This doozy was issued in June following MS16-072. If you’ve had any user based GPOs just simply stop working in the past 2 months, it is likely that this is the culprit. Before this update, when a machine was processing its group policy, it used the user context to read the GPO on the DC. This update intentionally made it so that this was now requested in the computer context.
What this means is if you removed “Authenticated Users” from any of your policies in an effort to filter who the GPO applied to, the policies would never be read even if the users were in the groups you had in there. As the computer is requesting the policy, the computer has to have permission to read the policy. Authenticated Users comprises of both users and computers.
This is what this script does – it scans through all your GPOs on a domain controllers and searches for group policies that are missing the Authenticated Users read permission. It then generates a ticket with the list of affected GPOs against the client/computer. Note, this does not mean that the policy will apply to all authenticated users, it simply means that authenticated users read the policy. It’s also worth pointing out if you are relying on this way to scope your GPOs, you really need to look into item level targeting where applicable.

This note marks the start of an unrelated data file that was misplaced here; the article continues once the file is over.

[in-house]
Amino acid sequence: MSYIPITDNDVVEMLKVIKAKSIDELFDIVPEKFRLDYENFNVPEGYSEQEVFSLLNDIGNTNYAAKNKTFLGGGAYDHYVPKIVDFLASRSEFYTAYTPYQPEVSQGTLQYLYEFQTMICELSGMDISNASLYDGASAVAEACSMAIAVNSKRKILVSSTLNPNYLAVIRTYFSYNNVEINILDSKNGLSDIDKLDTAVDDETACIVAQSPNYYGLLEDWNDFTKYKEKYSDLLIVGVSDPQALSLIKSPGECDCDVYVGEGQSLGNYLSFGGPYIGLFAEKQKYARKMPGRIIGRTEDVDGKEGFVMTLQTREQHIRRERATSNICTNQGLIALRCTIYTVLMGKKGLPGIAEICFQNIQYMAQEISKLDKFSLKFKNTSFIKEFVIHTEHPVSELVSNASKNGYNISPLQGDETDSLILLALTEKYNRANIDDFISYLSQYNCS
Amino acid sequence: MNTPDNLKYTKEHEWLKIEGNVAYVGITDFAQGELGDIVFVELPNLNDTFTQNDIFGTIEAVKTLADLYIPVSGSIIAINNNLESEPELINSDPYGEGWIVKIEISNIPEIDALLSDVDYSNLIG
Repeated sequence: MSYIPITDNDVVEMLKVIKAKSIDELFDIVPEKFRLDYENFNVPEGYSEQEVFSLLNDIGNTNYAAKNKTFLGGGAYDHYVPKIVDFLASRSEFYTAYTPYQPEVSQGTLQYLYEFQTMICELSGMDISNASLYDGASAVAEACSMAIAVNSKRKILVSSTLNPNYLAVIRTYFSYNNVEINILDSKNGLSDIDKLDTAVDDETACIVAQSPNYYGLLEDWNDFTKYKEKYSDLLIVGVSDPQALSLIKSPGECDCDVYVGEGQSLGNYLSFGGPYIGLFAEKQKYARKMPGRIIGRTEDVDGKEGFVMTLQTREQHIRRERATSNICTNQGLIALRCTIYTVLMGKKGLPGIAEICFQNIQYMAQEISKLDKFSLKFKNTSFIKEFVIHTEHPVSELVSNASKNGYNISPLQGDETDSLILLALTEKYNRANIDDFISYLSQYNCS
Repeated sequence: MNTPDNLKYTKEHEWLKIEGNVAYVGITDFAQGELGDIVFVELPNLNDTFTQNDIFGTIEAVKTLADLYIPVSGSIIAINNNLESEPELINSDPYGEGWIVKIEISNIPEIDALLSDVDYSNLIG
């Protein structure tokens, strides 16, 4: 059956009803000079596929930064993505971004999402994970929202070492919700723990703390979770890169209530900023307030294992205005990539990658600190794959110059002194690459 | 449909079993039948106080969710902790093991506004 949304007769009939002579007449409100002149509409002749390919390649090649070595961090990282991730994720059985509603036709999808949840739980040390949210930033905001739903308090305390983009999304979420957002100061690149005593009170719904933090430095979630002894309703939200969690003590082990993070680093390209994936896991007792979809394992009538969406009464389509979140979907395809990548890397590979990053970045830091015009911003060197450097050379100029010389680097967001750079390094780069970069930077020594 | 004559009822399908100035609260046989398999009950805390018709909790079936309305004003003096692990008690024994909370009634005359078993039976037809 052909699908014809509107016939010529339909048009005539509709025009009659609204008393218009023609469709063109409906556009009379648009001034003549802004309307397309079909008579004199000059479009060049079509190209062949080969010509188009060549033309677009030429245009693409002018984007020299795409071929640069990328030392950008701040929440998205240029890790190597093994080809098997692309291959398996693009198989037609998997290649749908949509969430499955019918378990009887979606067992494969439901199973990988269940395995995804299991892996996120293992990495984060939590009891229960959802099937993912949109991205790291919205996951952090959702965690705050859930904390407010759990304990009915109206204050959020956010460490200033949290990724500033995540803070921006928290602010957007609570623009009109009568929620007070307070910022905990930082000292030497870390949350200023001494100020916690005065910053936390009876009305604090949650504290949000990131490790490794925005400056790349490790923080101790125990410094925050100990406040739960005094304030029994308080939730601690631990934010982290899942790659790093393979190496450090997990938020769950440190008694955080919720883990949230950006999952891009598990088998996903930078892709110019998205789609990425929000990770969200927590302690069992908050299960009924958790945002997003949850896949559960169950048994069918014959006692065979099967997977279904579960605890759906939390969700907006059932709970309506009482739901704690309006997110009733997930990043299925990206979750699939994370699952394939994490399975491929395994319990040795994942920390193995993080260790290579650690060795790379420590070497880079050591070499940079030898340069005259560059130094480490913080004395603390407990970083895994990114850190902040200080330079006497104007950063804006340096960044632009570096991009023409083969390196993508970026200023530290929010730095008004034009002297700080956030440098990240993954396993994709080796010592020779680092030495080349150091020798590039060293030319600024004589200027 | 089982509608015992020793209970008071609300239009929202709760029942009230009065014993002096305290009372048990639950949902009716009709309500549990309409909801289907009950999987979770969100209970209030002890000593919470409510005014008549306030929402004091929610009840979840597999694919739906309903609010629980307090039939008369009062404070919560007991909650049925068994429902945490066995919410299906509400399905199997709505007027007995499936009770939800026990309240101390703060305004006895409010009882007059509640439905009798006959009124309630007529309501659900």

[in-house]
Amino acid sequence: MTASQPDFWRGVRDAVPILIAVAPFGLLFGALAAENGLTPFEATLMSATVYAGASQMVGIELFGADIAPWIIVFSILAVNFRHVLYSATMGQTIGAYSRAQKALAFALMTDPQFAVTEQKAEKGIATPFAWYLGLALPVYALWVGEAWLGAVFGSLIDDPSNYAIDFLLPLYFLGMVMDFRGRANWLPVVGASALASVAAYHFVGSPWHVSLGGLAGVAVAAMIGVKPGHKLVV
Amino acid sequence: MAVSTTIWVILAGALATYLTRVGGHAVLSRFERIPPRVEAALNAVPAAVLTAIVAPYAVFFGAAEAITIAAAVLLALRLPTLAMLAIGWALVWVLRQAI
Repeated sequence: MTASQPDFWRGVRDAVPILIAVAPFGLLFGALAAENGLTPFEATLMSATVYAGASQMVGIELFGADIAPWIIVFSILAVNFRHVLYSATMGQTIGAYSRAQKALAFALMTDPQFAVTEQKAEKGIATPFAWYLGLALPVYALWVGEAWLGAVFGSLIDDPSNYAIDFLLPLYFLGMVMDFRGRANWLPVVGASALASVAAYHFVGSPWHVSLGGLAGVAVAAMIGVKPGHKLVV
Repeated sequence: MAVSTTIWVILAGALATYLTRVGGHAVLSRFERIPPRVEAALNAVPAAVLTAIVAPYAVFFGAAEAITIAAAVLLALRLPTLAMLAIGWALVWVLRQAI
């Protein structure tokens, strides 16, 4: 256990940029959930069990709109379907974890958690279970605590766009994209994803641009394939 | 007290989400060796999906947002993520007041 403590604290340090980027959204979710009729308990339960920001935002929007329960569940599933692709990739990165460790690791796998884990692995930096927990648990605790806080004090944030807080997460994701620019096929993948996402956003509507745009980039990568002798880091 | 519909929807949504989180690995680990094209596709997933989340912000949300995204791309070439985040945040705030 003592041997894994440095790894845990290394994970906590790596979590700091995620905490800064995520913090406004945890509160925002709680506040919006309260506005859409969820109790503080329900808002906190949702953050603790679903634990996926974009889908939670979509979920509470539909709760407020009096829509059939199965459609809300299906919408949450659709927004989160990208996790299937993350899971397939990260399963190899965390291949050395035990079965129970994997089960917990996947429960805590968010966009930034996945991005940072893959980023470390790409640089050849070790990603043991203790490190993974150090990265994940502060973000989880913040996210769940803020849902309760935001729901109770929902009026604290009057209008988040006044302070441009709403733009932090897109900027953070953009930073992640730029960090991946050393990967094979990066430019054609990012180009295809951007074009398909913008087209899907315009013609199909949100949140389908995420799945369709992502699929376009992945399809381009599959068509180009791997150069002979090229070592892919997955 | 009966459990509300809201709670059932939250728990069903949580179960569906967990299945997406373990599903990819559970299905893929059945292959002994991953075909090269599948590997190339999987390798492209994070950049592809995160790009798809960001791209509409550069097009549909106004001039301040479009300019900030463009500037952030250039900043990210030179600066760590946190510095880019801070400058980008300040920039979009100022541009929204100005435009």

There is a parameter in this script called autofix. If you set this to yes it will autofix the GPOs it finds to be in an incorrect state by adding an entry in the permissions for the GPO to give Authenticated Users the ability to read it. It will add all the changes it has made into a ticket and then auto close the ticket.
To run this, the server needs to be a domain controller, it needs to be a server that supports the powershell cmdlet get-gpo. If you don’t meet these criteria, the script will exit with an error in the log of the relevant machine.
If you do not set the autofix parameter to yes, the default behaviour is to audit and log a ticket if required. It will not modify your GPOs.
As always, use at your own risk and test thoroughly in your environments before using! I’ve ran this across our entire estate though and it worked fine.
Here is the script – link